Ryanair boss says era of cheap flights is over – Airways Magazine

DALLAS – Michael O’Leary, the somewhat outspoken boss of Europe’s biggest low-cost airline, Ryanair (FR), says the era of €10 fares to Europe is now over, soaring fuel prices expected to drive up ticket prices.

Mr. O’Leary was interviewed on BBC Radio 4‘s Today Programme, on which he said he expects the airline’s average fare to drop from around €40 ($41.34) in 2021 to around €50 over the next five years.

“There’s no doubt that at the bottom of the market, our really cheap promotional fares – the one euro fares, the €0.99 fares, even the €9.99 fares – I don’t think you’ll see these tariffs in the next few years,” he said.

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The Ryanair group is made up of Ryanair (FR), Ryanair UK (RK), Lauda Europe (LW), Malta Air (ML) and Buzz (RR). Photo: Ryanair.

Price sensitive passengers

As fuel prices rise, the cost of living is also eating into the disposable income of many households and worrying many. But O’Leary doesn’t think it will affect the number of passengers, but rather the choices passengers make when choosing which airline to fly.

“We think people will continue to fly frequently. But I think people are going to become a lot more price sensitive, and so my outlook on life is that people are going to trade in the millions,” he told the broadcaster.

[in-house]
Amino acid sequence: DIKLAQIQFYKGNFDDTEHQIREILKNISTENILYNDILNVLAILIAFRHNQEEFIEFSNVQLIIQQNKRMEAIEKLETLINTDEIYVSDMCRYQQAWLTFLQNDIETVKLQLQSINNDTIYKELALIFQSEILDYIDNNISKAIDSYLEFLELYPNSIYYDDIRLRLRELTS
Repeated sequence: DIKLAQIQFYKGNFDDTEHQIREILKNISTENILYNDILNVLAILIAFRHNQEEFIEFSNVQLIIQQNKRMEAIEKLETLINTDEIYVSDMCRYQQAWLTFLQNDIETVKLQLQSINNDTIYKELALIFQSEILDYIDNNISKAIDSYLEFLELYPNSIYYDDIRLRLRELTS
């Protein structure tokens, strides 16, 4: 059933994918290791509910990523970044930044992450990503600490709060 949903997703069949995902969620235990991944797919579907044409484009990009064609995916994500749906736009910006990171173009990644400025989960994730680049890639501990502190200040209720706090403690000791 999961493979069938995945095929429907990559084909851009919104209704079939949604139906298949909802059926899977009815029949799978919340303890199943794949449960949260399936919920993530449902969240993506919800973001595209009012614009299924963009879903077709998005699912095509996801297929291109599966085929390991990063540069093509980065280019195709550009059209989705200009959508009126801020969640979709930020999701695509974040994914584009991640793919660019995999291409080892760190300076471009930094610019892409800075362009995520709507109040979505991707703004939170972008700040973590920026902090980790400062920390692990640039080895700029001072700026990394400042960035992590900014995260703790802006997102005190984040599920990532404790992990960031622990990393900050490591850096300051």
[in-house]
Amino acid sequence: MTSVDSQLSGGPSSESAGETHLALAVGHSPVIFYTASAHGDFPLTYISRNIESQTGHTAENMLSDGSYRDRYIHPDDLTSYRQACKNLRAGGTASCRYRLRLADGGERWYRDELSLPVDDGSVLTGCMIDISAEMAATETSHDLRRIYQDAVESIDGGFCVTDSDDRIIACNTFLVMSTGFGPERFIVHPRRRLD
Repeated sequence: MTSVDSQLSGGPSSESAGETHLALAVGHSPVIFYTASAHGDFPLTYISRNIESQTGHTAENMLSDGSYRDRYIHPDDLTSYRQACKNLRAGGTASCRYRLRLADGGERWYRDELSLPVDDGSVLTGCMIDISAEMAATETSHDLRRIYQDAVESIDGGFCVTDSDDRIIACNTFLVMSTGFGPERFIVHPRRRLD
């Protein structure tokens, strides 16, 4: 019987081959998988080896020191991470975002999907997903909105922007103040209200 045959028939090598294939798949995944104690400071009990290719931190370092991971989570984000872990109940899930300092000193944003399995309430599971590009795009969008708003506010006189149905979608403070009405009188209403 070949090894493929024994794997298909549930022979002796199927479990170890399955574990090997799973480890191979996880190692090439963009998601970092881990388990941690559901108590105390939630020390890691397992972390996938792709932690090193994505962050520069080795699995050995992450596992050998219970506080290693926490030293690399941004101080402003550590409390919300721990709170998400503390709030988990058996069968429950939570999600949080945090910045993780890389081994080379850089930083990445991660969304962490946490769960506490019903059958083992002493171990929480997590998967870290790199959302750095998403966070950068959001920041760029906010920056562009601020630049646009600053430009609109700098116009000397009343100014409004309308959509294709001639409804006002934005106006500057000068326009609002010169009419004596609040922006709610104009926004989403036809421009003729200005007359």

Ryanair’s fleet has an average age of around nine years. Photo: Lorenzo Giacobbo/Airways

Facing the Chaos of Travel

Although Ryanair has not been immune to the travel chaos of recent months, it has fared better than other carriers. Mr O’Leary said it was because they had been ‘partly lucky and partly brave’ after hiring new crew and pilots in November last year for this summer.

He also spoke about current industry pressures on its environmental impact. Ryanair is currently investing in more fuel-efficient planes, replacing its older Boeing 737-800s with the 737-8200, which still has 197 on order. But he said the intense focus on aviation was “misplaced” and that road and sea transport had a bigger impact on CO2 emissions.

Feature Image: Ryanair became the launch customer for the 737-8200 when it placed an order for 200 in December 2014. Picture: Brandon Farris/Airways

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